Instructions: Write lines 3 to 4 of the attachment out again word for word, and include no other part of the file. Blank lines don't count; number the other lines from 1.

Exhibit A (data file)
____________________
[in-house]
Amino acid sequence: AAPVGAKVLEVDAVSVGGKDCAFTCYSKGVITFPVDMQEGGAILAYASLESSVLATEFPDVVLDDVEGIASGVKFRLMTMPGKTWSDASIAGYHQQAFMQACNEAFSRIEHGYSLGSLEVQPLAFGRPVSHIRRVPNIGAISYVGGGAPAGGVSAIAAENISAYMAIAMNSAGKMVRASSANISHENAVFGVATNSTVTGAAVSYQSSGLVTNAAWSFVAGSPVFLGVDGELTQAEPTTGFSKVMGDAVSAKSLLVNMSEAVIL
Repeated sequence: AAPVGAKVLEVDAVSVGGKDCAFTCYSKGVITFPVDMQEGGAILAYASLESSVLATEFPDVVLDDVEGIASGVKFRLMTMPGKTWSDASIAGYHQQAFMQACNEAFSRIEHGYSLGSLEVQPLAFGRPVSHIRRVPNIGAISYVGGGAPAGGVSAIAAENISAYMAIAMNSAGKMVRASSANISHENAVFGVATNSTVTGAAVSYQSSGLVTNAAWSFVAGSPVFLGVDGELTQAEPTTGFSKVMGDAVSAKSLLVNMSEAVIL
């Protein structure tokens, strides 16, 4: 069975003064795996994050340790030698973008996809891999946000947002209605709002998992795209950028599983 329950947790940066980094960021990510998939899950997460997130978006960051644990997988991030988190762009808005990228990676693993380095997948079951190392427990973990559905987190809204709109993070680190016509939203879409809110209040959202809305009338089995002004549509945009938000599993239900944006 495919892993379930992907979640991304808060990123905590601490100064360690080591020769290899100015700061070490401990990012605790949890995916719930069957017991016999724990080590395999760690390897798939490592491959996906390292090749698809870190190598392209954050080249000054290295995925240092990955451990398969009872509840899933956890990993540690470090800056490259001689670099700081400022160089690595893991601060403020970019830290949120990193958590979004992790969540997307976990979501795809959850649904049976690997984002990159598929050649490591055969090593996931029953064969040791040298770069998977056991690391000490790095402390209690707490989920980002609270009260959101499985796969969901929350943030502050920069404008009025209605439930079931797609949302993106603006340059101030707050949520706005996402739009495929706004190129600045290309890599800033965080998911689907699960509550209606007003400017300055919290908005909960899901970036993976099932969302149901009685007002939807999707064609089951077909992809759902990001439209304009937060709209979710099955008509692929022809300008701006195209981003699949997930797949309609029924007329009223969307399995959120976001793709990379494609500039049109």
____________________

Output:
Repeated sequence: AAPVGAKVLEVDAVSVGGKDCAFTCYSKGVITFPVDMQEGGAILAYASLESSVLATEFPDVVLDDVEGIASGVKFRLMTMPGKTWSDASIAGYHQQAFMQACNEAFSRIEHGYSLGSLEVQPLAFGRPVSHIRRVPNIGAISYVGGGAPAGGVSAIAAENISAYMAIAMNSAGKMVRASSANISHENAVFGVATNSTVTGAAVSYQSSGLVTNAAWSFVAGSPVFLGVDGELTQAEPTTGFSKVMGDAVSAKSLLVNMSEAVIL
């Protein structure tokens, strides 16, 4: 069975003064795996994050340790030698973008996809891999946000947002209605709002998992795209950028599983 329950947790940066980094960021990510998939899950997460997130978006960051644990997988991030988190762009808005990228990676693993380095997948079951190392427990973990559905987190809204709109993070680190016509939203879409809110209040959202809305009338089995002004549509945009938000599993239900944006 495919892993379930992907979640991304808060990123905590601490100064360690080591020769290899100015700061070490401990990012605790949890995916719930069957017991016999724990080590395999760690390897798939490592491959996906390292090749698809870190190598392209954050080249000054290295995925240092990955451990398969009872509840899933956890990993540690470090800056490259001689670099700081400022160089690595893991601060403020970019830290949120990193958590979004992790969540997307976990979501795809959850649904049976690997984002990159598929050649490591055969090593996931029953064969040791040298770069998977056991690391000490790095402390209690707490989920980002609270009260959101499985796969969901929350943030502050920069404008009025209605439930079931797609949302993106603006340059101030707050949520706005996402739009495929706004190129600045290309890599800033965080998911689907699960509550209606007003400017300055919290908005909960899901970036993976099932969302149901009685007002939807999707064609089951077909992809759902990001439209304009937060709209979710099955008509692929022809300008701006195209981003699949997930797949309609029924007329009223969307399995959120976001793709990379494609500039049109």